CLS 63 AMG. Not to be outdone on our return, BMW flew us straight down to South Africa (a 777 this time, so disappointingly under-engined), with the implicit instruction that we guzzle as much of that proud republic's four-star as necessary to find out what we thought about their redesigned 6 Series convertible.
With the rest of the team back at PH HQ in Teddington swanning around in a variety of Open Season-themed beasties including the Jaguar XKR, Porsche 911 Turbo, Ferrari California and Rolls-Royce Phantom Drophead Coupe (and the latest - yet to be announced - addition to the PH long-term fleet also arriving with a thunderous, and slurpily thirsty roar), you'll understand why we feel the planet must be reeling from our all-out assault on its environmental underpinnings. Maybe we should plant a tree.
Well, it would have been hard not to, especially (for fellow 'Africa virgins' at least) after waking in a luxurious Cape Town hotel on day two without having been burgled, kidnapped or macheted in our beds. (PH Hint no. 349: Don't read the Daily Mail for travel tips.) In fact, after a hearty breakfast we got stuck into a couple of hundred miles of some of the finest roads and most spectacular scenery that I've ever had the pleasure of taking from behind a steering wheel.
Fortunately the 6 Series convertible makes nice brrrm-brrrm noises all by itself thanks to the twin-turbocharged 407hp V8 that BMW has decided to launch the model with. Sometimes, anyway. Perhaps the car is a little too refined for PH tastes, as most of the time the engine is barely audible with the roof down. But sticking your foot in the carpet does elicit an aural reward in the shape(?) of a throbbing woofly-burble.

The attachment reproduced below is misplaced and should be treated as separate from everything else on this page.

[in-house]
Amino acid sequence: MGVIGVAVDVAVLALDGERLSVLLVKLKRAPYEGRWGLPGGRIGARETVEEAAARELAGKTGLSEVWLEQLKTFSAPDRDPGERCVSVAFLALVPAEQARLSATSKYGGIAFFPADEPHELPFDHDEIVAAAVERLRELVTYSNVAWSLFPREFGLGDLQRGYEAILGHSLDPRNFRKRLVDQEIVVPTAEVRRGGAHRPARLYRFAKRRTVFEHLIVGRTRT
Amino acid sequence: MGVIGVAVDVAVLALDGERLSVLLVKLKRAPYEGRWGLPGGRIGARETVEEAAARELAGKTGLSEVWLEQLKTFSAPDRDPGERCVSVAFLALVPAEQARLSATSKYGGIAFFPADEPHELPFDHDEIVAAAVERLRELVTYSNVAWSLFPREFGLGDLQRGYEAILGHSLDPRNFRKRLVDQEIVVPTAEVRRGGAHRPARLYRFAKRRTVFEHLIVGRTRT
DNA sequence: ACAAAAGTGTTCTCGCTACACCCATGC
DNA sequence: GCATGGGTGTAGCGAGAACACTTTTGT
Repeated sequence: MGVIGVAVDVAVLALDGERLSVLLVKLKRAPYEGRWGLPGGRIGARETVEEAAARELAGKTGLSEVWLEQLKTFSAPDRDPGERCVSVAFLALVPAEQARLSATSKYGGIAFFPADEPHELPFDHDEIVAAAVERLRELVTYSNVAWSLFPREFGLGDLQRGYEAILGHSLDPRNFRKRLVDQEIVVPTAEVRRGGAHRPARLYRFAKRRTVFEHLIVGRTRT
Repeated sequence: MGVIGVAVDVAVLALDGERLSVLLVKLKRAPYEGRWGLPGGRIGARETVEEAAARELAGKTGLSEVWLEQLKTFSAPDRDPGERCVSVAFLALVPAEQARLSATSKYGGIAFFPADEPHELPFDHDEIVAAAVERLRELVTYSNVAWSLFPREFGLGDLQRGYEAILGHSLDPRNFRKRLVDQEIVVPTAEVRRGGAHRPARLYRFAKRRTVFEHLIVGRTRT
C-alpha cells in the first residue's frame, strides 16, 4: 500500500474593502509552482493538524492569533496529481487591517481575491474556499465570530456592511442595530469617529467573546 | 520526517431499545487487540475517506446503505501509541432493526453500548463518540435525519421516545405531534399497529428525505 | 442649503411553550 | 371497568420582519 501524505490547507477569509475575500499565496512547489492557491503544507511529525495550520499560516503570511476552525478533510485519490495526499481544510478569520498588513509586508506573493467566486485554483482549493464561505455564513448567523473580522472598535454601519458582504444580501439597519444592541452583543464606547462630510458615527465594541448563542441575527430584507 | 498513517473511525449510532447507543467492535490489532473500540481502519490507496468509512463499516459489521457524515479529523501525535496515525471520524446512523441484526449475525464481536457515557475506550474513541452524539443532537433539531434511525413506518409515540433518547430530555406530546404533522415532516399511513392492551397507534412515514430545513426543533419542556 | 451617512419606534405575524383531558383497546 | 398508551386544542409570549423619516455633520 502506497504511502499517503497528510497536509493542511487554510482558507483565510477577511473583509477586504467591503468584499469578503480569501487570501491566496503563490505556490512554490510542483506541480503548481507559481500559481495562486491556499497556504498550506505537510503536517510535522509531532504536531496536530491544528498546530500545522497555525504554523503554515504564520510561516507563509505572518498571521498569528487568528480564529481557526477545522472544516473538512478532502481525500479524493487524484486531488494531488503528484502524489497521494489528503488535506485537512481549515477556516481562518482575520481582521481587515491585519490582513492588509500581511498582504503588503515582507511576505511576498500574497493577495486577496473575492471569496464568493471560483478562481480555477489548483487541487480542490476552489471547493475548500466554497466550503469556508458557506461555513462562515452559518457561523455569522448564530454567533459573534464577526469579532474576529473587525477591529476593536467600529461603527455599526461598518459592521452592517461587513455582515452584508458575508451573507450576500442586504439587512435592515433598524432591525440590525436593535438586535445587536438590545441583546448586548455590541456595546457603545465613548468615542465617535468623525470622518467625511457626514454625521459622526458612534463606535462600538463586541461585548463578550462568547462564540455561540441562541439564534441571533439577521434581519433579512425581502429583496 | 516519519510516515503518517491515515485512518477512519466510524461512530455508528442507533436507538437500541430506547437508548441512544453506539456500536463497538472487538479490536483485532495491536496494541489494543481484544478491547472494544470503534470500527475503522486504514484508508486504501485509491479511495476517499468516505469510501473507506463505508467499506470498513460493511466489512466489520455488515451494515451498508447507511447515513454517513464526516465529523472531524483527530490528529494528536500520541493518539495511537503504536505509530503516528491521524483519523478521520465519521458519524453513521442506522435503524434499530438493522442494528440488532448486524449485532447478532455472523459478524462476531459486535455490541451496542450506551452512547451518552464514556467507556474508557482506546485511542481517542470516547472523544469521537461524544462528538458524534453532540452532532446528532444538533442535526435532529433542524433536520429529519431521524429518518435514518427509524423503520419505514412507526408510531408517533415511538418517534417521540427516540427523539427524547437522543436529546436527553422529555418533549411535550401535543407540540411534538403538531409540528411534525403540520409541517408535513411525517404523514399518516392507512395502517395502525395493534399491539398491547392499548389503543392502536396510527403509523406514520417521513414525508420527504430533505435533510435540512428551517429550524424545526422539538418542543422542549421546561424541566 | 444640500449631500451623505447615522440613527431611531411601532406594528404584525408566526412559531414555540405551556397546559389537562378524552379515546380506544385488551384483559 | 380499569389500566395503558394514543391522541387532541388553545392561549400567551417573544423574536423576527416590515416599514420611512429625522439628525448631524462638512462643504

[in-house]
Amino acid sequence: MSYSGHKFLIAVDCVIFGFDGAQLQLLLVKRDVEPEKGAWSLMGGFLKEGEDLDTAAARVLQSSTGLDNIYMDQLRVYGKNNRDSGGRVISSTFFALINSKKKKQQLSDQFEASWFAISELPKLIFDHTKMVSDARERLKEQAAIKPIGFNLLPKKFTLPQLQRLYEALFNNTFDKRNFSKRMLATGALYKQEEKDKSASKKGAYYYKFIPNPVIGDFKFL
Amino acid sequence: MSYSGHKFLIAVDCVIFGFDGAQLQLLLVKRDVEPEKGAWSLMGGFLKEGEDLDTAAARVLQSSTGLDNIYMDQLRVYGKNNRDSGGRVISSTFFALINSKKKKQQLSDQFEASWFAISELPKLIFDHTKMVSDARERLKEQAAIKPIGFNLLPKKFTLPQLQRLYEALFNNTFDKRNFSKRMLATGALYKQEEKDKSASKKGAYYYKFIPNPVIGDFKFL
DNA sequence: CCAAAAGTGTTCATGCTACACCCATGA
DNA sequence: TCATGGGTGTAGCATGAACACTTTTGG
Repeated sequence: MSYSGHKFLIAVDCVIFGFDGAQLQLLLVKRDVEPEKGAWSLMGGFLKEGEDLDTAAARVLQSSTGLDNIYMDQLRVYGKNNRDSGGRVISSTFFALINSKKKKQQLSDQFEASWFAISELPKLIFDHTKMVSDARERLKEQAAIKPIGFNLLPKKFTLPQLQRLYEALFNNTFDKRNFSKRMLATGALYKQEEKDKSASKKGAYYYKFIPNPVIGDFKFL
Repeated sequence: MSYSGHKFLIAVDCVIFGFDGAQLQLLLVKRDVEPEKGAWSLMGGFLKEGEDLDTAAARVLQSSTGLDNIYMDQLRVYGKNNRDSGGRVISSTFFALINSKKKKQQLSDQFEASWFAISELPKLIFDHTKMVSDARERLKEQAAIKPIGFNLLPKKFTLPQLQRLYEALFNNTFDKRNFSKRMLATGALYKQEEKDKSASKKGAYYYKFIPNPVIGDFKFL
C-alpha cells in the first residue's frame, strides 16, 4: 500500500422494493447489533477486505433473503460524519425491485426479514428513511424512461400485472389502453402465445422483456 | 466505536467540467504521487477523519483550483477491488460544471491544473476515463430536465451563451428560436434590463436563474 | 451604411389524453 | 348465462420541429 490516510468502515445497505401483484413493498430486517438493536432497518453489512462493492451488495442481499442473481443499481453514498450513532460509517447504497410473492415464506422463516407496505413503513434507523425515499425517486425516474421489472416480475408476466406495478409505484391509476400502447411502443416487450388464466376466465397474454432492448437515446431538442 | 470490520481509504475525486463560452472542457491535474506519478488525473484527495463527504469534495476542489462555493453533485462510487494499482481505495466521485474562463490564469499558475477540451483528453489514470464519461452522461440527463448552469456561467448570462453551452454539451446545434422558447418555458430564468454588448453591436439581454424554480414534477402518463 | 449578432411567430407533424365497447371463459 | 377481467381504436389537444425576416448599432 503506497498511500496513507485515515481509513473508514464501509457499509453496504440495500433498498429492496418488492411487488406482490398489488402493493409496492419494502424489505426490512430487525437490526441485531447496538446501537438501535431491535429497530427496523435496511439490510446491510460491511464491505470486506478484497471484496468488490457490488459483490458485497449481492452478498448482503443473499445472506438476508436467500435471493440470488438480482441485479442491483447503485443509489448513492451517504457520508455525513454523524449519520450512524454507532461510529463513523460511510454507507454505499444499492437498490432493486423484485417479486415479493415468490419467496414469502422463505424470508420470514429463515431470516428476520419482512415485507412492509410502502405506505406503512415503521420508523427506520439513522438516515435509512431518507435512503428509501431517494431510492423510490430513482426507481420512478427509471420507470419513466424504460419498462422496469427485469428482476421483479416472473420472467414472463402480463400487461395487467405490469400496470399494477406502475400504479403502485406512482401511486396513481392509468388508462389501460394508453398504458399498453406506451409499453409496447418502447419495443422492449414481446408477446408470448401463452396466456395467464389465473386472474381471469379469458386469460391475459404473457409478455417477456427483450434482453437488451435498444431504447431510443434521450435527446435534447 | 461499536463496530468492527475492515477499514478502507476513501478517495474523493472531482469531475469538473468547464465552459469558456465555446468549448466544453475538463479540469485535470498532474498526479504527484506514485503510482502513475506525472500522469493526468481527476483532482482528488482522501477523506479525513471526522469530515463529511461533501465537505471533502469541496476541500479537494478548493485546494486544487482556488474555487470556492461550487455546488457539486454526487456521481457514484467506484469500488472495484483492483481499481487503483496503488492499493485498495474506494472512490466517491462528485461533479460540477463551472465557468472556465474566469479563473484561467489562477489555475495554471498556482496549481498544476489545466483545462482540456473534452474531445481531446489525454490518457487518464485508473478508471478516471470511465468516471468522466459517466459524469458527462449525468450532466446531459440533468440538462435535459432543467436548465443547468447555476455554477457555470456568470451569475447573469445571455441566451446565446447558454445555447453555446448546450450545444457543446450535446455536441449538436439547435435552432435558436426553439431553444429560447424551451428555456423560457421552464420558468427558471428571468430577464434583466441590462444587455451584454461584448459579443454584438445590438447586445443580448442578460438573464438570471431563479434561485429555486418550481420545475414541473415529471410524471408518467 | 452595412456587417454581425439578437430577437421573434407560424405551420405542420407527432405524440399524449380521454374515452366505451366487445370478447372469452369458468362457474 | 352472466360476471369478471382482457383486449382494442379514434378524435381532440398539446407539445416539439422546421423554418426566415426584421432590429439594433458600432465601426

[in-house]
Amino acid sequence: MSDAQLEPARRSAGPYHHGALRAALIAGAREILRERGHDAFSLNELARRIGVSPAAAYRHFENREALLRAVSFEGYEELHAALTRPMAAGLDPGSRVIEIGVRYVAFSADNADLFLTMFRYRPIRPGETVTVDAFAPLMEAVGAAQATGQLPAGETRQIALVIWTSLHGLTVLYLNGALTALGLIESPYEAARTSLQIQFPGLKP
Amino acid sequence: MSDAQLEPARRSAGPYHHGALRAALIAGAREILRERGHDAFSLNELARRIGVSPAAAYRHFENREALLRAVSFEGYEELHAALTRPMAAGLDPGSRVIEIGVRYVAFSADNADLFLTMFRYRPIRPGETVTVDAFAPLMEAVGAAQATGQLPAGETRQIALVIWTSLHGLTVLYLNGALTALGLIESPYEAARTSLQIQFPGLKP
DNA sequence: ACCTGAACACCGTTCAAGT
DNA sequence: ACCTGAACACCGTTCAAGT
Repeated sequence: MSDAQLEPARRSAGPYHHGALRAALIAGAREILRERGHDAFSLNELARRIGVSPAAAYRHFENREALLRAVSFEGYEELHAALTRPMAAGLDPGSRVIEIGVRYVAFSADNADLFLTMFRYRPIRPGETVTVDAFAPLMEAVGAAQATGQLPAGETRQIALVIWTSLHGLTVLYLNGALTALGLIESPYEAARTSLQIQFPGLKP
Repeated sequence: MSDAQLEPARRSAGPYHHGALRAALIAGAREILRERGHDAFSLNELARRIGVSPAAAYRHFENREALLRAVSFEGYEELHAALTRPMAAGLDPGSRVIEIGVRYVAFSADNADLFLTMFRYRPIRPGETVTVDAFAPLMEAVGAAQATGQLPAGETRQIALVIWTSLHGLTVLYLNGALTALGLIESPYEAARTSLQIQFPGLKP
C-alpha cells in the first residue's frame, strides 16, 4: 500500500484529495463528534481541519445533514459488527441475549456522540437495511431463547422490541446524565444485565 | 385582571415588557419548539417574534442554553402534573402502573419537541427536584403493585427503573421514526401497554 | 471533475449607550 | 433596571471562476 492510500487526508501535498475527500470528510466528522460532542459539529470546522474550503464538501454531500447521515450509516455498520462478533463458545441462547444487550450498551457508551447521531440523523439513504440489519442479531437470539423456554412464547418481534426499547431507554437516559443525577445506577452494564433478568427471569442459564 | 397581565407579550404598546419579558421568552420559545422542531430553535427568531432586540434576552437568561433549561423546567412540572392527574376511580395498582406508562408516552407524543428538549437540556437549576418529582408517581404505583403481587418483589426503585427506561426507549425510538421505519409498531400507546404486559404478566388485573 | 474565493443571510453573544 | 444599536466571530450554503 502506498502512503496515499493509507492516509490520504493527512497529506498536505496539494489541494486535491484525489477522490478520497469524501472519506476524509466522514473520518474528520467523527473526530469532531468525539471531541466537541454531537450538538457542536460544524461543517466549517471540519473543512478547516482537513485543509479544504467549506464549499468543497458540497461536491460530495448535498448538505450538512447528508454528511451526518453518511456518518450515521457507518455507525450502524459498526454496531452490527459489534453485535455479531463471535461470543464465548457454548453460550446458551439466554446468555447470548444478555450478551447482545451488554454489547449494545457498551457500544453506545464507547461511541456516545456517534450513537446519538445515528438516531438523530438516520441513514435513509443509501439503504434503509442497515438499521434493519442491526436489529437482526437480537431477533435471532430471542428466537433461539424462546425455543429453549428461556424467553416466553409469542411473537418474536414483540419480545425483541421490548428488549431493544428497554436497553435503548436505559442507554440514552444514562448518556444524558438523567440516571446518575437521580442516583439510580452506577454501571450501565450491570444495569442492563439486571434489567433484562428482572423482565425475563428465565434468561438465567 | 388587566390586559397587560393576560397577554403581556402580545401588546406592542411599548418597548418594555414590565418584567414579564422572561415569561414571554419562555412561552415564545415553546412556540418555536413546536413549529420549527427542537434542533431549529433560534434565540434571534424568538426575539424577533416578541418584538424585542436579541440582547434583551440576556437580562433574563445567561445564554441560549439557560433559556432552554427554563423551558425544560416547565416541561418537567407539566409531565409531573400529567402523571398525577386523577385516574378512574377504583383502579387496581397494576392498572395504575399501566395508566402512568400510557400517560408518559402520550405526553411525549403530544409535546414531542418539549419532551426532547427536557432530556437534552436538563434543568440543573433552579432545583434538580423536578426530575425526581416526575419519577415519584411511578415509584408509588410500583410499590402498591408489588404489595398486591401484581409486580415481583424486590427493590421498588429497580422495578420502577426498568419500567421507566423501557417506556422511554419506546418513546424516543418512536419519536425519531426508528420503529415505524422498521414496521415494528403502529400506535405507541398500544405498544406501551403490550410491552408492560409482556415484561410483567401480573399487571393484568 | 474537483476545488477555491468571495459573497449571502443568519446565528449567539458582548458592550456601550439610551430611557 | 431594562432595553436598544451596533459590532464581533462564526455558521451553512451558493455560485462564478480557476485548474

That said, as PH has recently handed back a 500hp V10-powered old-shape M6 from the PH long-term fleet, and our driving companion on the trip is used to racing a 600hp+ Porsche 911, we couldn't in all honesty say the 650i's acceleration felt electrifying. It's unarguably strong on paper though, so perhaps it will feel more urgent against the UK's more constricted roadscape. We played with the gearbox's manual shifters a little before giving in to the greater experience and smoother technique of the unit's own internal control systems. Seemingly, there's little point or pleasure to be had from trying to out-do the auto.
As a sporty driver's car though, the 650i may leave you a little cold. No question, the chassis is extremely competent and can cover ground in a manner that belies its bulk. The car corners flat and confidently at high speed, it seems profoundly grippy, and demonstrates an underlying poise and stability that is always reassuring on the road - especially when Sport mode is dialled up on the Dynamic Drive Control system, hardening up the dampers and increasing roll stabilisation.
Because whatever the 650i may lack in ultimate visceral driving appeal (compared to, say, Jaguar's similarly priced XKR cabriolet), as a rapid (when required) soft-top boulevardier the new BMW takes some beating. Switch the suspension back to comfort, dial in something suitable on the radio, relax into an interior that combines club-class comfort with a refreshingly contemporary design feel, and waft. At a grand or so short of £75k, it isn't cheap, but neither does it feel like it. And if you are, there'll also be a 640i model at launch with BMW's twin-turbo six and 320hp.